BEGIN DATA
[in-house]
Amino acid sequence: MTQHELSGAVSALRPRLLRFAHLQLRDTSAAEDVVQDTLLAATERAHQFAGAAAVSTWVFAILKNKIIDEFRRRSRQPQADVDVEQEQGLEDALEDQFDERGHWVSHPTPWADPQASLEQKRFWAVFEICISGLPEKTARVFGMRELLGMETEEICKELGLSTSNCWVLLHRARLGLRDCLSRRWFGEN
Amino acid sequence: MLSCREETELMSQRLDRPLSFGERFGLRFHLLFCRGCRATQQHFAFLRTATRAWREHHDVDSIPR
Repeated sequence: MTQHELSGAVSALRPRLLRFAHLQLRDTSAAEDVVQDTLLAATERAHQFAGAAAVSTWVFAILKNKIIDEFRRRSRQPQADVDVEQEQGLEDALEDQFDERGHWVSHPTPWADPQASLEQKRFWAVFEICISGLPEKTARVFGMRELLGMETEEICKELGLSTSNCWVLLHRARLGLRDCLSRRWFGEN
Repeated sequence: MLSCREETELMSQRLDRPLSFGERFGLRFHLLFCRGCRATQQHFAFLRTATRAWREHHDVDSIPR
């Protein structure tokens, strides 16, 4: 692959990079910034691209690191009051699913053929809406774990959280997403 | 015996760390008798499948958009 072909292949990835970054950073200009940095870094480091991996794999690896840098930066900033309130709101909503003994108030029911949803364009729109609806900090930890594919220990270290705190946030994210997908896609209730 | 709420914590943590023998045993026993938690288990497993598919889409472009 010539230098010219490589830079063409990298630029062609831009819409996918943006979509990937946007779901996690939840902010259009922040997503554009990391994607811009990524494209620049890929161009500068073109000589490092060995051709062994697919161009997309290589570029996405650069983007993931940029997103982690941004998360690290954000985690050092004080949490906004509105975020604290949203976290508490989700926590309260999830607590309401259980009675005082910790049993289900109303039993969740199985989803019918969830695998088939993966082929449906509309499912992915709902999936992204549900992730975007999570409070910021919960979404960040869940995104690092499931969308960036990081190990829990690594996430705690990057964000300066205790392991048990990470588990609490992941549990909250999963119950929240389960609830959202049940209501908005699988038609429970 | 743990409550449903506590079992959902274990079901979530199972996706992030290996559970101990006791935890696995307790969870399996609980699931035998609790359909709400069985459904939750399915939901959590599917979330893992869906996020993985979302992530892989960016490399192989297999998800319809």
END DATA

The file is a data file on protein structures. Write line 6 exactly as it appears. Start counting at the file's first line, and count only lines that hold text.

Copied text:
């Protein structure tokens, strides 16, 4: 692959990079910034691209690191009051699913053929809406774990959280997403 | 015996760390008798499948958009 072909292949990835970054950073200009940095870094480091991996794999690896840098930066900033309130709101909503003994108030029911949803364009729109609806900090930890594919220990270290705190946030994210997908896609209730 | 709420914590943590023998045993026993938690288990497993598919889409472009 010539230098010219490589830079063409990298630029062609831009819409996918943006979509990937946007779901996690939840902010259009922040997503554009990391994607811009990524494209620049890929161009500068073109000589490092060995051709062994697919161009997309290589570029996405650069983007993931940029997103982690941004998360690290954000985690050092004080949490906004509105975020604290949203976290508490989700926590309260999830607590309401259980009675005082910790049993289900109303039993969740199985989803019918969830695998088939993966082929449906509309499912992915709902999936992204549900992730975007999570409070910021919960979404960040869940995104690092499931969308960036990081190990829990690594996430705690990057964000300066205790392991048990990470588990609490992941549990909250999963119950929240389960609830959202049940209501908005699988038609429970 | 743990409550449903506590079992959902274990079901979530199972996706992030290996559970101990006791935890696995307790969870399996609980699931035998609790359909709400069985459904939750399915939901959590599917979330893992869906996020993985979302992530892989960016490399192989297999998800319809």